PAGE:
February welcomes winter blizzards that are counterbalanced with indoor decor of pink and red hearts for celebrating Valentine’s Day. However, February is also national Black History Month. Black History Month is meant to be a month-long reflection of the history of African America and those who have helped paved the way for the betterment of all mankind.
Follow along in today’s post as we discuss some of the reasons that celebrating Black History Month is important for children of all races and ages and how you can do so in an age-appropriate way. At Just For Kids child care center in Chicago, we offer engaging learning opportunities that celebrate a variety of topics and incorporate important academic and life concepts. Contact us for more information about our learning programs.
Remember Not to Forget
One of the reasons that history of all types, eras, and locations is part of school curriculum is to teach children about eras past, where they came from, and how to improve for the future. The past is full of all sorts of facts and events that shape the culture of today. These things can seem like foreign concepts to people who were not around at the time. But, as the old adage goes, those who cannot remember the past are doomed to repeat it.
When teaching children about black history in America, there are a lot of ugly things that are difficult to explain, and may not be age-appropriate. However, highlighting some of the events and people who shaped the current world is always important. Teaching children about racism and segregation at a young age can help play a vital role in identifying bias in their own lives and help grow a generation of children who are more tolerant and inclusive of people who are different.
Celebrate the Characters
Each week in February, select a few people who made a difference in the story of black history. You can pick a theme of the week — revolutionaries, inventors, artists, politicians, etc. For younger children, you can tell the story of each person and incorporate activities about them throughout the day. For the school-age kids, you can encourage them to do their own research and create some sort of project that is reflective of why the person is notable.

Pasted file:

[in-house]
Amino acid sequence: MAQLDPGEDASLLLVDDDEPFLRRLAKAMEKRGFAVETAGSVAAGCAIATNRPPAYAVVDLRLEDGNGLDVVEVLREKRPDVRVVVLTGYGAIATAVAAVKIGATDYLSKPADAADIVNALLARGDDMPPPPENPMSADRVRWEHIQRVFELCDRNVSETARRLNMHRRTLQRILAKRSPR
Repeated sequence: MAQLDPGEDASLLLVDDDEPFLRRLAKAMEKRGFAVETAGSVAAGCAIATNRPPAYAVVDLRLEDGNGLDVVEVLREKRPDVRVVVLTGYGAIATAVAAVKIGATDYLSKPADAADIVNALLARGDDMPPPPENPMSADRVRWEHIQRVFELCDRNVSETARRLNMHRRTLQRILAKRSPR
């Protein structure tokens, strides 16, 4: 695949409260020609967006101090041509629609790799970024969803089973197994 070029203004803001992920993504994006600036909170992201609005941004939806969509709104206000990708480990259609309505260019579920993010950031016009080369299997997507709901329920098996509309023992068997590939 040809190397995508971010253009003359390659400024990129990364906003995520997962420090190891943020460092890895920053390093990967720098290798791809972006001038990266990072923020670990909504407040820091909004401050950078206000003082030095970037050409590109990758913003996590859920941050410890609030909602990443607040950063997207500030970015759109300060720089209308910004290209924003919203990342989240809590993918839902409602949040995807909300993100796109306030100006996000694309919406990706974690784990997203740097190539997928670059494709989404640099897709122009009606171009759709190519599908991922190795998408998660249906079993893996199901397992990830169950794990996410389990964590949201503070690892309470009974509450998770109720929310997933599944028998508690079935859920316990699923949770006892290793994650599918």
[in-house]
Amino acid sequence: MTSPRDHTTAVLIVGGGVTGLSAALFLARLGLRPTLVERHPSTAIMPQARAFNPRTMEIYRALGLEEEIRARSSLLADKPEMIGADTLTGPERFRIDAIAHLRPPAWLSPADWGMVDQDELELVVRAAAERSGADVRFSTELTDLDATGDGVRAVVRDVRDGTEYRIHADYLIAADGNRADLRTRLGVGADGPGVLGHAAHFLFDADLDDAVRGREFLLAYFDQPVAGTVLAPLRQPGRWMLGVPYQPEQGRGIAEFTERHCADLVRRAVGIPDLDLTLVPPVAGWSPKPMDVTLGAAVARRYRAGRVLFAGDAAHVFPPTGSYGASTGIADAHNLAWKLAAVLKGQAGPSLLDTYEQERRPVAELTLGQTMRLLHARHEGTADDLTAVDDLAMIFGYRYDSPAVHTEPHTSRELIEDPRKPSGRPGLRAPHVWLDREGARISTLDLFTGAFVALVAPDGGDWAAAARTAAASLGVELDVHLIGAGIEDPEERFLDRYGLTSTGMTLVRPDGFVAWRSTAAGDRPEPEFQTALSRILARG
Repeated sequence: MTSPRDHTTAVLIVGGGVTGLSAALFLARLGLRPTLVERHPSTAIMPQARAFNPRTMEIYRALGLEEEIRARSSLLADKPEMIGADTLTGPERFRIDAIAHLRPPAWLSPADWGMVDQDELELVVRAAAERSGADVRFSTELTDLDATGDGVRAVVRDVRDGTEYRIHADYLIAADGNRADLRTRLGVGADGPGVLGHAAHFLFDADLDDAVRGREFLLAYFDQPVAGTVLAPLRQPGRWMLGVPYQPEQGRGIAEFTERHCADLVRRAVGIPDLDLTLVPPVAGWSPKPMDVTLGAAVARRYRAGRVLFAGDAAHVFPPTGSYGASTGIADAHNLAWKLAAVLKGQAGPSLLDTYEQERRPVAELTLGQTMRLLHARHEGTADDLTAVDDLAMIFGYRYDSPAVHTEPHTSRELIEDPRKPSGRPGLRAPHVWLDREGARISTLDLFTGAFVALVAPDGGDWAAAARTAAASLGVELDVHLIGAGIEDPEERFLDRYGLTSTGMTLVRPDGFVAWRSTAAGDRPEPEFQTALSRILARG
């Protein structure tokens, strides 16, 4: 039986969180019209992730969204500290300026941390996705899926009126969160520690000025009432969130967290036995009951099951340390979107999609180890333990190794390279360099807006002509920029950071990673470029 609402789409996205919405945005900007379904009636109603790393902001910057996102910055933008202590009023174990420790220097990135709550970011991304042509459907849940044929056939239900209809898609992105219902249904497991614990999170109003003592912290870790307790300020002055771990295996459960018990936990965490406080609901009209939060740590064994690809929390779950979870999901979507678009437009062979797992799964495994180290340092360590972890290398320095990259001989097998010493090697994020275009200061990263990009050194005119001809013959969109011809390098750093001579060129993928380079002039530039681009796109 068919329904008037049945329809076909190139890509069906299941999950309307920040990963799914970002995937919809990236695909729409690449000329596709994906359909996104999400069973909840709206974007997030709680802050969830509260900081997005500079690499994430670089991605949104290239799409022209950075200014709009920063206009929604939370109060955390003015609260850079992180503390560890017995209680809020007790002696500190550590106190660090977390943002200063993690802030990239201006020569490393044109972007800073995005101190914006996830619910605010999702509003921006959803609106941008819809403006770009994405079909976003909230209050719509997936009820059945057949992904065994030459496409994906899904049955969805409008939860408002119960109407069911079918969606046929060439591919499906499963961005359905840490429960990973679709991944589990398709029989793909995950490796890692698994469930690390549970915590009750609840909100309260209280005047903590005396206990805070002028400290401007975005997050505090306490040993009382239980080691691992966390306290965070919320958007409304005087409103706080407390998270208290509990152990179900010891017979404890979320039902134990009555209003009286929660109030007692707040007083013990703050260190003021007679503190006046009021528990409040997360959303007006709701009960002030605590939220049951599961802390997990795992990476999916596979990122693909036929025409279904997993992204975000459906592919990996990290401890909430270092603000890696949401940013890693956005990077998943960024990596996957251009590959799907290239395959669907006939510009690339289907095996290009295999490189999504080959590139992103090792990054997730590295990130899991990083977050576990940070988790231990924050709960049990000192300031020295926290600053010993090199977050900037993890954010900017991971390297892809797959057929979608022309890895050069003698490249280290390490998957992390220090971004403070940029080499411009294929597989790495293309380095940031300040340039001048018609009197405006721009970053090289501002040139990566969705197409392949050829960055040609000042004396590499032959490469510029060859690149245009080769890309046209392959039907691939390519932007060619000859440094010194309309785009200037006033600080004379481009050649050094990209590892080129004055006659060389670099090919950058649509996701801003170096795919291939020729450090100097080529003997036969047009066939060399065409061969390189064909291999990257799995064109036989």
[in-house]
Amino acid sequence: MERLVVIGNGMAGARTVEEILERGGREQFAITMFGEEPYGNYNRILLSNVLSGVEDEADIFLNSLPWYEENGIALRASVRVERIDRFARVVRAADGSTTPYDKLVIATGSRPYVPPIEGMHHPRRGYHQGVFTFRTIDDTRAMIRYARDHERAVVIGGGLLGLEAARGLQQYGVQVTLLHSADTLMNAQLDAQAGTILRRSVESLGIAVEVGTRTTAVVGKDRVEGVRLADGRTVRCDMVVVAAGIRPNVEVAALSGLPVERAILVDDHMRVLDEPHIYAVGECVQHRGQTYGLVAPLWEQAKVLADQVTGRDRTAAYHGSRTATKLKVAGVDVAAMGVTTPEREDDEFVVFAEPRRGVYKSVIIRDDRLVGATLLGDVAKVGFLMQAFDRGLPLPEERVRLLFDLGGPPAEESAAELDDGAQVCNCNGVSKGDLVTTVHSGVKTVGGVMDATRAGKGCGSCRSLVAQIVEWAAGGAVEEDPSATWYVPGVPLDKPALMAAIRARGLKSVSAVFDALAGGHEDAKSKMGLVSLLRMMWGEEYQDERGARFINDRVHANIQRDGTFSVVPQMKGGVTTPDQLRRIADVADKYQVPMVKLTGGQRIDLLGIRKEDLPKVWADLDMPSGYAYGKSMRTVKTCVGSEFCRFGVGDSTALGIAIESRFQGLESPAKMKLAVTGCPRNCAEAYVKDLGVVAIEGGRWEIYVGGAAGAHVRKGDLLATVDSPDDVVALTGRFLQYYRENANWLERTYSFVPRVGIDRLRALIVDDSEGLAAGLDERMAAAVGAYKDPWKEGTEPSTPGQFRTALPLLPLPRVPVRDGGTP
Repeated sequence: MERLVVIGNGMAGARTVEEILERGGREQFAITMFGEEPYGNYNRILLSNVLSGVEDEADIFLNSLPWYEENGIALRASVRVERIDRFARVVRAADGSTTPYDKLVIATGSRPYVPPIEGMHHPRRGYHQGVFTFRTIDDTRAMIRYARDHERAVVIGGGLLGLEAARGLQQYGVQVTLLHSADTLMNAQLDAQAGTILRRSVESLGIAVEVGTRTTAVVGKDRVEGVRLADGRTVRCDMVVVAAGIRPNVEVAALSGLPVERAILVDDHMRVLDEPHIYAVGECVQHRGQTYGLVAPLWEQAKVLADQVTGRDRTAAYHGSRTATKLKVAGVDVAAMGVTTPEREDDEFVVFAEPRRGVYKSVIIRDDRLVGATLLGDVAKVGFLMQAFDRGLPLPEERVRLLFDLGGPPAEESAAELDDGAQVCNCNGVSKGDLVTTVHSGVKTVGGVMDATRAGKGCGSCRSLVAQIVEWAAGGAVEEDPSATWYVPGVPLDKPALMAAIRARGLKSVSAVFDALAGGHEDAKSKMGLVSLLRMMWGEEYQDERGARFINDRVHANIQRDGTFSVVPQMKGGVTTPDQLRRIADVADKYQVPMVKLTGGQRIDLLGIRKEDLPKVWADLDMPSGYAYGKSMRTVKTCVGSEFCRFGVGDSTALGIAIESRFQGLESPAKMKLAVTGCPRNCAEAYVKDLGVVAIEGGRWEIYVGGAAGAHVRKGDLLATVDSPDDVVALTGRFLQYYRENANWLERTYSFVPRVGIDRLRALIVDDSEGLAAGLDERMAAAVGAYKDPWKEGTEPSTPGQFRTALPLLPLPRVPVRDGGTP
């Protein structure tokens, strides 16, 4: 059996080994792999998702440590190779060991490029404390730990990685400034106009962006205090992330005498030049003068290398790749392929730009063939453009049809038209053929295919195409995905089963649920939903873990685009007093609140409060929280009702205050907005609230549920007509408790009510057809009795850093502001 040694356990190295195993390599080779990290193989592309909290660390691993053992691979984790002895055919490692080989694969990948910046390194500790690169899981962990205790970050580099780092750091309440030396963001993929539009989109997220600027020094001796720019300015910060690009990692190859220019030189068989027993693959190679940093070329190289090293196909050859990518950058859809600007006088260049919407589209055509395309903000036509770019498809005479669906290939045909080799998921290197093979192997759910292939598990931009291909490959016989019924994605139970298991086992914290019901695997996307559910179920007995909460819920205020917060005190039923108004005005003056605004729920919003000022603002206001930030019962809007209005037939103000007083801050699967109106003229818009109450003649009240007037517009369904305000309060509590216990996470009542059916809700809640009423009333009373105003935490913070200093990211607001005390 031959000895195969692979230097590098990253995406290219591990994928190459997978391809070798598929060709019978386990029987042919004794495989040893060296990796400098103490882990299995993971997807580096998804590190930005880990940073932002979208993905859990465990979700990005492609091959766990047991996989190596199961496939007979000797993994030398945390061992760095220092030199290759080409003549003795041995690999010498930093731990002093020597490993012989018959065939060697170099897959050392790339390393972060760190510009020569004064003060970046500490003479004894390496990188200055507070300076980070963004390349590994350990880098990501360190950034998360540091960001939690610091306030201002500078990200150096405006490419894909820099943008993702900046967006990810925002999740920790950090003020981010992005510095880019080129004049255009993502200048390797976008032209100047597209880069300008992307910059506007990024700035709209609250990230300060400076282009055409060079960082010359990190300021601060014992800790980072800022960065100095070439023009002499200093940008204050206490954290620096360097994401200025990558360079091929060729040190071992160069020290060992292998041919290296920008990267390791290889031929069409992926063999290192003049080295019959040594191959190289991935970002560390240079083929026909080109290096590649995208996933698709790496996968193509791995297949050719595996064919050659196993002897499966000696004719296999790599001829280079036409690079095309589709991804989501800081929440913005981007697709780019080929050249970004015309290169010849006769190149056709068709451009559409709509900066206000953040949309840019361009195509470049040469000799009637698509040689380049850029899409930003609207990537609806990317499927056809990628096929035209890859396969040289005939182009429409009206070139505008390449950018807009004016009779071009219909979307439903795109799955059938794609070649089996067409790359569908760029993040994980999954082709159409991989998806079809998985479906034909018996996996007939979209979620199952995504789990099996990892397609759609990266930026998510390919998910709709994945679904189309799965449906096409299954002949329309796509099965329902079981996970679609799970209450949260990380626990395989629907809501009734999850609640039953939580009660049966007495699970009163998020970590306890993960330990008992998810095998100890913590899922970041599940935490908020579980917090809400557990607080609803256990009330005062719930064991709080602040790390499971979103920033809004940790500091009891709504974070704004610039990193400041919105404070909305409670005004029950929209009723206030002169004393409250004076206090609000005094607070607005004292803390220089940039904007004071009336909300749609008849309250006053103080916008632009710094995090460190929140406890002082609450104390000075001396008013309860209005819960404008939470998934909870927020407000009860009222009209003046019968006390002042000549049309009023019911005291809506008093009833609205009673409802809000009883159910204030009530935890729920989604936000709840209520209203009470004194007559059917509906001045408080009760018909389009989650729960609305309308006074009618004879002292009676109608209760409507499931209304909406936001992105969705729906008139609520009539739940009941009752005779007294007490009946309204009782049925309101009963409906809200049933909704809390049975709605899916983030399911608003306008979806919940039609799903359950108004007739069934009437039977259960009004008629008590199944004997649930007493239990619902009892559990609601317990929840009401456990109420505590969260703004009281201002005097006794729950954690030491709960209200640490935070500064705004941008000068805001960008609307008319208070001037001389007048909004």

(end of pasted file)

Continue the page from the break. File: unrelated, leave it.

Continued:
While the focus of black history month should be the past and American history, celebrating current role models can be just as valuable. There are a variety of powerful, positive, influential black leaders that prove that nothing is out of reach as long as you dream big and work hard. Celebrate the strong black people that are a personal part of your child’s life too — maybe that person is you!
One of the biggest takeaways of studying black history in America is the challenge of overcoming adversity. Children already have been, and will continue to be, exposed to a variety of challenges in life. Even though Rev. Dr. Martin Luther King Jr. hoped for a nation where his children would be judged solely on the content of their character, as a nation, we have yet to achieve his dream. The will be exposed to judgment based on skin color, economic status, and the neighborhood they live in. Helping children realize their worth and how they have the power to control the way they react to situations is a life lesson that has the potential to change the course of their lives.
Continue to remind children that one person has the power and influence to change the entire course of the future — will their impact be positive or negative? Show children that as an entire culture and population, different tactics were used to overcome adversity; some worked and others didn’t. Challenge the children to reflect on their own problem solving and conflict resolution skills and compare them to important figures of the past.
Create Positive Change
Our children are the future. They hold the key to changing the world. Each February is an opportunity to highlight one single aspect of American culture — black history — take it. The mind of a child is like a sponge, soaking up everything. Expose them to the truth while offering them a hopeful solution. In Chicago, there are a variety of opportunities to take children to explore African American history in an interactive way that may help leave a bigger impression. Here are a just a few locations offer black history education all year round.
- The DuSable Museum
- Bronzeville Visitor Information Center
- Gallery Guichard — may not be appropriate for young children
- Little Black Pearl Art & Design Center — kid-friendly activities and events!
- The Black Ensemble Theater
Every February, there are a variety of community events at the local parks and libraries. Get your children out and exposed!
At Just For Kids, we incorporate different activities and learning opportunities into our daily schedule. If you are looking for a daycare in Chicago that seeks to help enrich the lives of children, contact us for your tour today!